Some people want to buy beer early in the day for reasons of convenience; others need it, and for all the wrong reasons.
That was the case argued Thursday before the three City Commissioners present voted 2-1 on second reading in favor of an ordinance to allow off-premise license holders to start selling beer at 8 a.m. on Sundays.
Mayor Jeff Banyas and Commissioner Jane Myron voted for the measure. Commissioner Ralph Van Brocklin opposed the move. Vice Mayor Phil Carriger and Commissioner Clayton Stout were not in attendance.
“Do we offer people ample time to purchase alcohol? Yes we do,” Van Brocklin said before the vote.
He then told a story of a woman on whom he had operated, and that as an oral surgeon the fact that she had been intoxicated before suffering severe injuries had stuck in his mind and he could not in good conscience vote in favor of the ordinance. He also said any new revenues from earlier sales would be negligible.
Jennifer Berven, with the Washington County Anti Drug Coalition, presented commissioners with some fact sheets on alcohol use and made her plea.
“Businesses that sell alcohol and beer are some of the few that have flourished in the economic downturn,” Berven said. “Sales of alcohol and beer are one of the few tax revenue streams in Tennessee that have actually increased over the past several years. In other words, this (ordinance) is to benefit an industry that is not struggling at this time.”
While it may be a benefit to a few owners in choice locations with hours that would benefit from increased sales, it could be a detriment to other neighborhoods who already have little reprieve from alcohol “density” and hours of sale, she added.
For years, the argument to establish earlier sales was largely based in the fact that businesses located near Sullivan County and the Bristol Motor Speedway were losing dollars to nearby stores located just across the county line.
City Manager Pete Peterson explained that several businesses had requested the action. He also said that when these stores lose revenues, the city loses out on tax revenues. When the off-premises license holders cannot start selling beer until noon, which is how the current city ordinance reads, it results in the loss of sales and revenues to Johnson City’s corporate citizens and its tax collections, he said.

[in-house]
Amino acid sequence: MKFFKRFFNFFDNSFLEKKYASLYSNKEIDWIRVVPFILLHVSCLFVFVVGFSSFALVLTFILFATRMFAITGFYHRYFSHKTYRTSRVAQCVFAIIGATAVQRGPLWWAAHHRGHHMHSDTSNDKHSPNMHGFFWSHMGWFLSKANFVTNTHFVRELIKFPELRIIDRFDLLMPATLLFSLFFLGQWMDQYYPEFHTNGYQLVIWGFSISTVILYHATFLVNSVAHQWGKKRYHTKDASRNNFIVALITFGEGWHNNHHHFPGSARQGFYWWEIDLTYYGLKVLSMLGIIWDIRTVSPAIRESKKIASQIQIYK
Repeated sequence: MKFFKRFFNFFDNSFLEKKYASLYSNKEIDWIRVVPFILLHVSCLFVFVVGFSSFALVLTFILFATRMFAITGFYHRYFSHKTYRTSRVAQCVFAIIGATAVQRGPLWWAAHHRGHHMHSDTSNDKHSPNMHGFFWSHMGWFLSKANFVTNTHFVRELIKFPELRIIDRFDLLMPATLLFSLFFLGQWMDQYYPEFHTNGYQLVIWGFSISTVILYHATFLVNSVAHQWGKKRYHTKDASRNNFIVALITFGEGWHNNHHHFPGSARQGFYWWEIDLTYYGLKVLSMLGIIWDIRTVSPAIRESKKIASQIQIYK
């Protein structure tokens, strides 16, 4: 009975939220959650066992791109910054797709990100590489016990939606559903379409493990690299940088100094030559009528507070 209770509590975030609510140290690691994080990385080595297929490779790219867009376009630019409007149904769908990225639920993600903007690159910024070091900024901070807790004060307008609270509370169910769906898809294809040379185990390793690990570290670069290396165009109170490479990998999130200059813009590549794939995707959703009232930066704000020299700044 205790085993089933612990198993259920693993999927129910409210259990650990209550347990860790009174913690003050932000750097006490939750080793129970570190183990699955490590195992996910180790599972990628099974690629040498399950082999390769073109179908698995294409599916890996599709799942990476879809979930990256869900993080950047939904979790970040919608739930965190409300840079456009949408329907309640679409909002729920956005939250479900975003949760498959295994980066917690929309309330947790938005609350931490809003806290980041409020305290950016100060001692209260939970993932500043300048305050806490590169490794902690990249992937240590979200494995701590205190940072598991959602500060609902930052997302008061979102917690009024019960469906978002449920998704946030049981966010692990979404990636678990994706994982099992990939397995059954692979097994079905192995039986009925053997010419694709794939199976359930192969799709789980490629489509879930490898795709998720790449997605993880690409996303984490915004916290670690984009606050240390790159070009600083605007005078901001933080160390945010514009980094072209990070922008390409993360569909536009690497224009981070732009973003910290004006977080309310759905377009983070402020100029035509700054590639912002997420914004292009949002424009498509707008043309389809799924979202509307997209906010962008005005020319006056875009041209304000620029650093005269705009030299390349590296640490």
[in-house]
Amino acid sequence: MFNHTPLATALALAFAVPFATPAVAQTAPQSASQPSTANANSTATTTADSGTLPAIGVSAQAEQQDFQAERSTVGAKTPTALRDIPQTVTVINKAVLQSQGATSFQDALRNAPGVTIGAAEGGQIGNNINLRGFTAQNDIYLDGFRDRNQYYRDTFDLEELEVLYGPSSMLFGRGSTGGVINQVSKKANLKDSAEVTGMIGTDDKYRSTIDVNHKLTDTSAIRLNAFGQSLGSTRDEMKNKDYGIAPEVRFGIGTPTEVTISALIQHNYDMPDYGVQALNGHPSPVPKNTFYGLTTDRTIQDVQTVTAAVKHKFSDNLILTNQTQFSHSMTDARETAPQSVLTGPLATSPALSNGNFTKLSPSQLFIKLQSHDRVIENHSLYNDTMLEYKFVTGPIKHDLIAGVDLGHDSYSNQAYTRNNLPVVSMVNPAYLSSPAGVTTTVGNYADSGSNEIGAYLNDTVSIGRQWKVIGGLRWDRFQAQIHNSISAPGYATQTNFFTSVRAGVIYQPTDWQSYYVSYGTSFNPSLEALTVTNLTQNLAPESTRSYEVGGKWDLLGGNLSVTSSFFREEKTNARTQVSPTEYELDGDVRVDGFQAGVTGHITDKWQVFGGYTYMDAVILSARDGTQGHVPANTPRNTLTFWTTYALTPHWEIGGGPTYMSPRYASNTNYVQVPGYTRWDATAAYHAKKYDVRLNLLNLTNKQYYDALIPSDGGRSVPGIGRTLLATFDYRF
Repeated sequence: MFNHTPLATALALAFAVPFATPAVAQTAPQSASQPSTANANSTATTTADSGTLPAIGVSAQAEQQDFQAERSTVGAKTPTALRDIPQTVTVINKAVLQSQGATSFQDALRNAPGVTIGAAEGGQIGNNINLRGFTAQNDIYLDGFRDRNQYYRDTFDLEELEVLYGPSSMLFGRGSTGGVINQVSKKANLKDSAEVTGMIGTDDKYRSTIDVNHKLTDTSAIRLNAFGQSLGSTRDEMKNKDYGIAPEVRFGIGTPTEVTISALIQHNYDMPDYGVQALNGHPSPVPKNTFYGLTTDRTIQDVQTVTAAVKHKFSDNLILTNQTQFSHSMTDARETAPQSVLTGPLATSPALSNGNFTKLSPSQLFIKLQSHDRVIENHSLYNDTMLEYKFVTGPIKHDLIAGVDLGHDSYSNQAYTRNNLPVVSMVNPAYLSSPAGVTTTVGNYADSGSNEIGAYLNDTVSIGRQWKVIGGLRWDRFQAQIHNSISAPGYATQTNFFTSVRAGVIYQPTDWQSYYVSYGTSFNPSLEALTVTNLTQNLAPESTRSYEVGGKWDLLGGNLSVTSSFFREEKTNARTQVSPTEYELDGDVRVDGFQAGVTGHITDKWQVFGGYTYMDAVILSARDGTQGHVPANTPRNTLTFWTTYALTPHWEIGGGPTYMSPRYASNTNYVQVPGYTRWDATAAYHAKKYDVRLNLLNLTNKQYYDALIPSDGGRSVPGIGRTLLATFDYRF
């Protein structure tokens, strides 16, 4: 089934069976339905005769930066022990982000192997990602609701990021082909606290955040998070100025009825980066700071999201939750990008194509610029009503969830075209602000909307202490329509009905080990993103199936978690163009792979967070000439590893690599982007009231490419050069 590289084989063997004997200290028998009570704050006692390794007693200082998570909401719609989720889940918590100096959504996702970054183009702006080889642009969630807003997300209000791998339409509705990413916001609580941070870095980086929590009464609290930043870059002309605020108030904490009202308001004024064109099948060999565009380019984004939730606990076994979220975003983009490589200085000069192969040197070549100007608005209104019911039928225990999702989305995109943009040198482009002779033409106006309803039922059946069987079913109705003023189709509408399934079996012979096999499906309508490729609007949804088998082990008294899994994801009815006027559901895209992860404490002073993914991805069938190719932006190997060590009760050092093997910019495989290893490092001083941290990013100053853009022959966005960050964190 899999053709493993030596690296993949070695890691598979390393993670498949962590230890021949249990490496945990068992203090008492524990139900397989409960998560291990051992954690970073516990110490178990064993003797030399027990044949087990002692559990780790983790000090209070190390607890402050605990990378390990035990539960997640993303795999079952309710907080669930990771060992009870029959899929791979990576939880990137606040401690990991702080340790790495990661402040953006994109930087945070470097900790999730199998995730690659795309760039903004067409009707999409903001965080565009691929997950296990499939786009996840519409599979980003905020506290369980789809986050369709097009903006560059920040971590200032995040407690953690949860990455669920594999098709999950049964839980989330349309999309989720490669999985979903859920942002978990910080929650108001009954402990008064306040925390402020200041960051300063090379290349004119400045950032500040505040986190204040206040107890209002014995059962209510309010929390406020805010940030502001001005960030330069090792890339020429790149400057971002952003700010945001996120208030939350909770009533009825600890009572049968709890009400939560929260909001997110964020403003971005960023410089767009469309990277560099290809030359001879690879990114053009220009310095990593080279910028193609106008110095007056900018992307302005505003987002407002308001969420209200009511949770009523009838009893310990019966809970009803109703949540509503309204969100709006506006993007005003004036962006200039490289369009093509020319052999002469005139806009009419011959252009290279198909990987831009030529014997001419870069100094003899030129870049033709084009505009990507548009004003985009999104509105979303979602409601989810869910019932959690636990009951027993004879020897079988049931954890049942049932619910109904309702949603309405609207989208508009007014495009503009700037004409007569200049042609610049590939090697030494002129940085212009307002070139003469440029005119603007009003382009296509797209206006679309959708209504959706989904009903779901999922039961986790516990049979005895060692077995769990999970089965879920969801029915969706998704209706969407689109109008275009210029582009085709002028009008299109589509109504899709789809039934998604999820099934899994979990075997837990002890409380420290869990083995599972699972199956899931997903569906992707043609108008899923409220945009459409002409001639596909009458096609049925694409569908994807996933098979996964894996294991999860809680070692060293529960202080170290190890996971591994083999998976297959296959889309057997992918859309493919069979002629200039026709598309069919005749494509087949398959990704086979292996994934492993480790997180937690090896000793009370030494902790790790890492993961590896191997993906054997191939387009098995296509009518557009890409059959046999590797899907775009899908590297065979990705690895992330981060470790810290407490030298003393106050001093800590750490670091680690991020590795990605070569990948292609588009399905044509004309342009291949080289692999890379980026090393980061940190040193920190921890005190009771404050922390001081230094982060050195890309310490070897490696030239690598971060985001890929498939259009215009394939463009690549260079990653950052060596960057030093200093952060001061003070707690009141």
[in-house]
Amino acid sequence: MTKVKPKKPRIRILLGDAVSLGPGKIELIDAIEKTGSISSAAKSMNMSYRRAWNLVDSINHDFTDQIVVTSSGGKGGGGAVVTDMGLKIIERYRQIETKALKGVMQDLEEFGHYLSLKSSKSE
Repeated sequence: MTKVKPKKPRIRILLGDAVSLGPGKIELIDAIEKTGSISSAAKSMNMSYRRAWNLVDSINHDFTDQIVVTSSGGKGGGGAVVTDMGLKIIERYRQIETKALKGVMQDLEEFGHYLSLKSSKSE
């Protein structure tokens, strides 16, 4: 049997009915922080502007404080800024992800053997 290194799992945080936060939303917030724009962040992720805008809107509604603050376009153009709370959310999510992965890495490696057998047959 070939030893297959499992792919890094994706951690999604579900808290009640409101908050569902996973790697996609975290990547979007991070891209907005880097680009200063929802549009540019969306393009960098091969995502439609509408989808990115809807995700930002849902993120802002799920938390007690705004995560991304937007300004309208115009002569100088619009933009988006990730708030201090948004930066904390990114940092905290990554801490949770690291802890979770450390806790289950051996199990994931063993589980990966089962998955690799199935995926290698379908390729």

Myron said it was sad that some families have to deal with alcoholism. But she also said she remembered when commissioners voted to approve liquor by the drink and that had not resulted in any drastic negative changes.
“I hate to lose the revenue,” she said. “I’m probably more concerned with drug use here. It’s rampant. Maybe we ought to concentrate on that.”
Banyas, who was not present for the first reading, offered a short conclusion.
“We already sell beer on Sundays, so what we’re debating here is time.”
A third and final reading is set for Sept. 1.
Commissioners also voted to reject a more than $208,000 TDOT Enhancement Grant for the restoration of the historic Carolina, Clinchfield & Ohio Depot, which would have been used to stabilize the 102-year-old building for future use.
In March, the Johnson City Development Authority Board unanimously voted to recommend that the city reject the grant. The board also recommended that any outstanding applications be rescinded, which was also approved.
Peterson said the grant amount, which would have required a match, was not enough to properly repair the structure’s roof and other sections of the building.
The grant cannot be used by the city for another purpose, but commissioners agreed that when TDOT is officially notified of the rejection that Jonesborough’s interest in moving the station there be considered as an option.
A Sevierville attorney has placed a 90-day option on the depot, with the possibility of purchasing the historic property and developing it into a brewery. The JCDA, the depot’s owner, entered into an option agreement with Joseph A. Baker earlier this month.